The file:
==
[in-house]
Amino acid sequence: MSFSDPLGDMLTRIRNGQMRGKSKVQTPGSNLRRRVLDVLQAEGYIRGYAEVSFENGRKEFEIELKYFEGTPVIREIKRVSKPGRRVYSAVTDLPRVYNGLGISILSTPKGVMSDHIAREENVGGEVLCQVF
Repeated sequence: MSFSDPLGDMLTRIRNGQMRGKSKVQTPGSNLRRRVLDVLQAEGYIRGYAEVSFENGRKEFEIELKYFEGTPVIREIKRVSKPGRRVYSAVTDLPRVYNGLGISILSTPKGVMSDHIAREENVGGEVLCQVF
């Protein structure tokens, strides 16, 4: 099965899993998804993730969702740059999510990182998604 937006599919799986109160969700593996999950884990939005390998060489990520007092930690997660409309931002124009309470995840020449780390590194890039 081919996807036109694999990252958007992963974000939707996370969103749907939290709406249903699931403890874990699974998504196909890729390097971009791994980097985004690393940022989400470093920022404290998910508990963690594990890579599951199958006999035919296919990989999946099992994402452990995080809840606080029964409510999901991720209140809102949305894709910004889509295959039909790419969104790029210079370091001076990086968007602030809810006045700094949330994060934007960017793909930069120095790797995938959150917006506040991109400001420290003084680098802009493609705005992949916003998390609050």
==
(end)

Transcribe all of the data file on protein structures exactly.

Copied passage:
[in-house]
Amino acid sequence: MSFSDPLGDMLTRIRNGQMRGKSKVQTPGSNLRRRVLDVLQAEGYIRGYAEVSFENGRKEFEIELKYFEGTPVIREIKRVSKPGRRVYSAVTDLPRVYNGLGISILSTPKGVMSDHIAREENVGGEVLCQVF
Repeated sequence: MSFSDPLGDMLTRIRNGQMRGKSKVQTPGSNLRRRVLDVLQAEGYIRGYAEVSFENGRKEFEIELKYFEGTPVIREIKRVSKPGRRVYSAVTDLPRVYNGLGISILSTPKGVMSDHIAREENVGGEVLCQVF
């Protein structure tokens, strides 16, 4: 099965899993998804993730969702740059999510990182998604 937006599919799986109160969700593996999950884990939005390998060489990520007092930690997660409309931002124009309470995840020449780390590194890039 081919996807036109694999990252958007992963974000939707996370969103749907939290709406249903699931403890874990699974998504196909890729390097971009791994980097985004690393940022989400470093920022404290998910508990963690594990890579599951199958006999035919296919990989999946099992994402452990995080809840606080029964409510999901991720209140809102949305894709910004889509295959039909790419969104790029210079370091001076990086968007602030809810006045700094949330994060934007960017793909930069120095790797995938959150917006506040991109400001420290003084680098802009493609705005992949916003998390609050």